10. The SwitchMSSClockto32Khz() function switches the system clock frequency to 32 KHz to save
the power.
11. The SwitchMSSClocktoGLA() function switches the system clock frequency back to the
frequency configured in the MSS_CCC block (100 MHz) of the MSS configurator.
12. The standby_mode() function puts the system in the Standby mode
13. The timekeeping_mode() function enables entry to the Time keeping mode
Running the Design
Connect one digital ammeter or multimeter in series with the 3.3 V supply source (across the JP2
jumper), and another one in series with the external voltage regulator supply (across pins 2 and 3 of the
JP6 jumper) on the SmartFusion Development Kit Board.
10
Running the Design
Start a HyperTerminal session with a baud rate of 57,600, 8 data bits, 1 stop bit, no parity, and no flow
control. If your PC does not have the HyperTerminal program, use any free serial terminal emulation
program such as PuTTY or Tera Term. Refer to the Configuring Serial Terminal Emulation Programs
tutorial for configuring the HyperTerminal, Tera Term, or PuTTY.
Program the SmartFusion Development Kit Board (A2F500-DEV-KIT) with the provided STP file (refer to
the "Appendix A – Design Files" on page 13) using the FlashPro. Disconnect the low cost programmer
USB cable and remove jumpers JP11 and JP12. Power cycle the board.
The serial terminal emulation program window shows the user interface as shown in Figure 3.
Figure 3 • User Interface in HyperTerminal Window
Follow the instructions displayed in the serial terminal emulation program. Press any key on the
keyboard to display the top-level menu for setting the new clock time, to enable or disable the
peripherals, and to enter Standby or Time keeping mode. Observe the ammeter current readings and
total system power consumption can be calculated with the following equation:
Total power consumption = (1.5 × I1.5 V + 3.3 × I3.3 V) Watts
The example software implements a real-time clock application and provides the firmware control of the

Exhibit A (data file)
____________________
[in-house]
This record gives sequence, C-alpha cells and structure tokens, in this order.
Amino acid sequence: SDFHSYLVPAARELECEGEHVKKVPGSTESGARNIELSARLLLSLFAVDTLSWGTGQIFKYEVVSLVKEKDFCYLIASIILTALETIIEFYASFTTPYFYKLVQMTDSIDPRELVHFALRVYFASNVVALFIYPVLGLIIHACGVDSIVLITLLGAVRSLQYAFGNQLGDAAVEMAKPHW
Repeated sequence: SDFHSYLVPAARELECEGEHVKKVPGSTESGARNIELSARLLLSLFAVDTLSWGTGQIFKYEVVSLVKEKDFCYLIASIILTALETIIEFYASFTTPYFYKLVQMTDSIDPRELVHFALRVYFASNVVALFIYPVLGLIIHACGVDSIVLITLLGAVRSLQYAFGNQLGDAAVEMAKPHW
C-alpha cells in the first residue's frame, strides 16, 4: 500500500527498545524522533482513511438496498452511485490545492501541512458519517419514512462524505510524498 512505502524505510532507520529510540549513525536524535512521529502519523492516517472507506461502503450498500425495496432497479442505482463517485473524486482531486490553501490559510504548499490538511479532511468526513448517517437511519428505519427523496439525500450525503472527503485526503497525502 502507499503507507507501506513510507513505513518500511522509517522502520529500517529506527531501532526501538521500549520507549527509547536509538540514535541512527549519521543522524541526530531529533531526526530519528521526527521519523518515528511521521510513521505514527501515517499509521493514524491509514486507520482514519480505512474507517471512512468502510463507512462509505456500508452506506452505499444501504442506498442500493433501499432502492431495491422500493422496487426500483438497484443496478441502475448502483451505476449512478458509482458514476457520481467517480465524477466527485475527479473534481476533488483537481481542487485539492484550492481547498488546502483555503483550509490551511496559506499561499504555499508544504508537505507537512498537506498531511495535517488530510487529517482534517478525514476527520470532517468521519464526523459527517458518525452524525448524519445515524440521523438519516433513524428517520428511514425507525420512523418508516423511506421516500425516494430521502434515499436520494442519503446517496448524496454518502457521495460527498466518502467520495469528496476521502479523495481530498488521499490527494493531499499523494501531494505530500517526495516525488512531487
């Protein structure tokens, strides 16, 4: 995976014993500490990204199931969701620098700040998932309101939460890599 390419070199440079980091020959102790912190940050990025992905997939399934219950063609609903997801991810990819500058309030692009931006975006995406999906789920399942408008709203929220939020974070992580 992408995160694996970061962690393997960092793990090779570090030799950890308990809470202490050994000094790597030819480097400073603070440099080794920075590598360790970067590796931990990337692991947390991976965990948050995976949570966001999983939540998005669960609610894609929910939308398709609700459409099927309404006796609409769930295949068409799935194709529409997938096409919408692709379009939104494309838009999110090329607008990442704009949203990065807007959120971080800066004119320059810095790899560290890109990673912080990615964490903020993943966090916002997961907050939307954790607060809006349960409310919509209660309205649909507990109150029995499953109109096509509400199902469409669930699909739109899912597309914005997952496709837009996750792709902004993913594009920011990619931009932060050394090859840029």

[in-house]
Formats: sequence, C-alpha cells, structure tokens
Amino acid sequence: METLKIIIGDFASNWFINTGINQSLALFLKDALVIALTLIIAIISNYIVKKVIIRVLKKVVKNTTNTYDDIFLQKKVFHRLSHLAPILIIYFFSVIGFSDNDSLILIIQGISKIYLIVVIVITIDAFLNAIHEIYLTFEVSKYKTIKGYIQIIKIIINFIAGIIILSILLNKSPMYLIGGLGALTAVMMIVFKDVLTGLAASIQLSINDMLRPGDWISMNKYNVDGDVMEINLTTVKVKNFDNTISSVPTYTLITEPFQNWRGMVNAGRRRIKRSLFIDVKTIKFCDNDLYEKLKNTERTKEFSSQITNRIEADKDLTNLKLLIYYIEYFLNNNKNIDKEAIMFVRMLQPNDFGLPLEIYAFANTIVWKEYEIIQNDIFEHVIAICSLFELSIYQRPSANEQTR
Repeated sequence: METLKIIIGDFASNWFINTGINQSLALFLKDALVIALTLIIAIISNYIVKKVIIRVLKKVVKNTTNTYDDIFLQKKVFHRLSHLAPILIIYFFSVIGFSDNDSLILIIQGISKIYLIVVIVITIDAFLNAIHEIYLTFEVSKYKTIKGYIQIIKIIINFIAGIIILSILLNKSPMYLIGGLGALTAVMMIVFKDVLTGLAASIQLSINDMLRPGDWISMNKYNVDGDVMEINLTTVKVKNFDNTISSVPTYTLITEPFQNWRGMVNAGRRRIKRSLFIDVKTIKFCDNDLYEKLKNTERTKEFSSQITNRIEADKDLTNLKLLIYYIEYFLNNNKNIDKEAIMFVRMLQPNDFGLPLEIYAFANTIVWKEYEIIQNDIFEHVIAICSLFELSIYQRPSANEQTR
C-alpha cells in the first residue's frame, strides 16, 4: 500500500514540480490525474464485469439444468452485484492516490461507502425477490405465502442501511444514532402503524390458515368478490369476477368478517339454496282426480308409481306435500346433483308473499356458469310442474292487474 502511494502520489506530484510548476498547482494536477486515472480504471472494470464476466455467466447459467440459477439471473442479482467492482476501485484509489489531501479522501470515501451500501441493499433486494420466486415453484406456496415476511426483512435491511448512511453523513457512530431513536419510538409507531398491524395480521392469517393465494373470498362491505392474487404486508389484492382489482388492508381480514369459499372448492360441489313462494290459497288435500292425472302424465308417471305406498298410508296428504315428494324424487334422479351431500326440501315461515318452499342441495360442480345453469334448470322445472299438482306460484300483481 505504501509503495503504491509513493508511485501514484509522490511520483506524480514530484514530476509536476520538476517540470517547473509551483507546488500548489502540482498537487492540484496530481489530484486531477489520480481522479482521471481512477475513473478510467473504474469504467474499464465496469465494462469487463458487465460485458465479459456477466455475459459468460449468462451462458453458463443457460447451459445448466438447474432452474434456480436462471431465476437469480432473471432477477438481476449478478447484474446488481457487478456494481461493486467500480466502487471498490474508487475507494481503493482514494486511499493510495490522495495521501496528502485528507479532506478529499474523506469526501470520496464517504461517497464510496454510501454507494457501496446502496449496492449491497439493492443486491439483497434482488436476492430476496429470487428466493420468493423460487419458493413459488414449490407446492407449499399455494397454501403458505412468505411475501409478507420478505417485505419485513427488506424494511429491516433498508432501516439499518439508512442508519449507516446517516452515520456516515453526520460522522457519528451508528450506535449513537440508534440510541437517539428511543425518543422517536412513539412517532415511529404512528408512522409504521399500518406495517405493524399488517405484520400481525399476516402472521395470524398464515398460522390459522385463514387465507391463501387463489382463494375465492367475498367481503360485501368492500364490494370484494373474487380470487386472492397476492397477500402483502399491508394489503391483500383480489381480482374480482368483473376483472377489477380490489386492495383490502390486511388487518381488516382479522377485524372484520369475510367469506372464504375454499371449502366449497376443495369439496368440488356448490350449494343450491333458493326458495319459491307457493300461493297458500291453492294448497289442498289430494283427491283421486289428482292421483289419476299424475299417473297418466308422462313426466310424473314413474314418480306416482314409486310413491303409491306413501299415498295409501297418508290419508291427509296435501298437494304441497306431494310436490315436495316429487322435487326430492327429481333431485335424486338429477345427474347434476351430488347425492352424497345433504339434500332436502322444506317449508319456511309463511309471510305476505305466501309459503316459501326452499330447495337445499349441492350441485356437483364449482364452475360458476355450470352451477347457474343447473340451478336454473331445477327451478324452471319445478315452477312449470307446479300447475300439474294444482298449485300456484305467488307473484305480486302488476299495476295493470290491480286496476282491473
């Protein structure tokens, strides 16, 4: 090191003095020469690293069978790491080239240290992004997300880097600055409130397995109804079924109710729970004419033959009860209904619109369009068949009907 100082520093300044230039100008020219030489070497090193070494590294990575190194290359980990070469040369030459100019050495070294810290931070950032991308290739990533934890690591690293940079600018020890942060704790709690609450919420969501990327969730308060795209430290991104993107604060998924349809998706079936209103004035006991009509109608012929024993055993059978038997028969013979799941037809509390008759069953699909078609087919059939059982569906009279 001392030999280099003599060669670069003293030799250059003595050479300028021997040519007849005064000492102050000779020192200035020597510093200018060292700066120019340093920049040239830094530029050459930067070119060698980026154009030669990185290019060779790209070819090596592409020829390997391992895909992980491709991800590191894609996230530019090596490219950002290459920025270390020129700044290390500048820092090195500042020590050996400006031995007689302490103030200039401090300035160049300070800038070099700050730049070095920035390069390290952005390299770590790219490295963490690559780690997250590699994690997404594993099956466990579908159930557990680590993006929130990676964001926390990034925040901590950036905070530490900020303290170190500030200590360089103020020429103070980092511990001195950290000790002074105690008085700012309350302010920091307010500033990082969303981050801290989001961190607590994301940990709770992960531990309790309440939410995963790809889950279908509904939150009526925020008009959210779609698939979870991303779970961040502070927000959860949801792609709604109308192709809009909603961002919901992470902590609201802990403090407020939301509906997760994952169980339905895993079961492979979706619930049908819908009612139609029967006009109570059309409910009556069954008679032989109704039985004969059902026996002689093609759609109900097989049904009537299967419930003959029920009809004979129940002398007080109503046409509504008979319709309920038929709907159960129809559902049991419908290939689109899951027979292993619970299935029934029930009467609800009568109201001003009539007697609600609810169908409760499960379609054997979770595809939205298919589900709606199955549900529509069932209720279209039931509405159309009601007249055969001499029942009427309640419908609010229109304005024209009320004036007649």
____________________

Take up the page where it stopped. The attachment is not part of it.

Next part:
Cortex-M3 processor, MSS peripherals, programmable analog peripherals, and an internal voltage
regulator for system power management.
At application startup, the Cortex-M3 processor is active and all the MSS peripherals, memory
controllers, programmable analog section and internal voltage regulator are enabled. In the example
application, data activity is not happening with any of the MSS and analog peripherals except
MSS_UART0. Set the clock time to current time without changing the MSS configuration, keeping the
programmable analog section and voltage regulator enabled. Observe the current readings on the 1.5 V
rail and 3.3 V rail while the clock time is being displayed on the HyperTerminal.
Using the UART-based user interface, put the unused MSS peripherals in reset and put the system into
Standby mode. Standby mode puts the Cortex-M3 processor in Sleep mode and reduces the system
clock frequency to 32 KHz. You can define the Cortex-M3 procesor’s sleep time through the UART
interface. After the Cortex-M3 processor comes out of Sleep mode, the system clock frequency switches
back to original frequency for normal operation of the application. Observe the current consumption while
the system is on Standby mode. Observe the current consumption by disabling the analog blocks.
Table 3 on page 12 shows the current consumption on the 1.5 V rail and 3.3 V rail of a SmartFusion
cSoC device with the different configurations.
Note: The given readings are observed while the clock time is being displayed on the HyperTerminal
except for Standby mode.
11
SmartFusion cSoC: System Power Optimization Using Low Power Modes
These measurements are made using an A2F500-DEV-KIT board with an external regulated power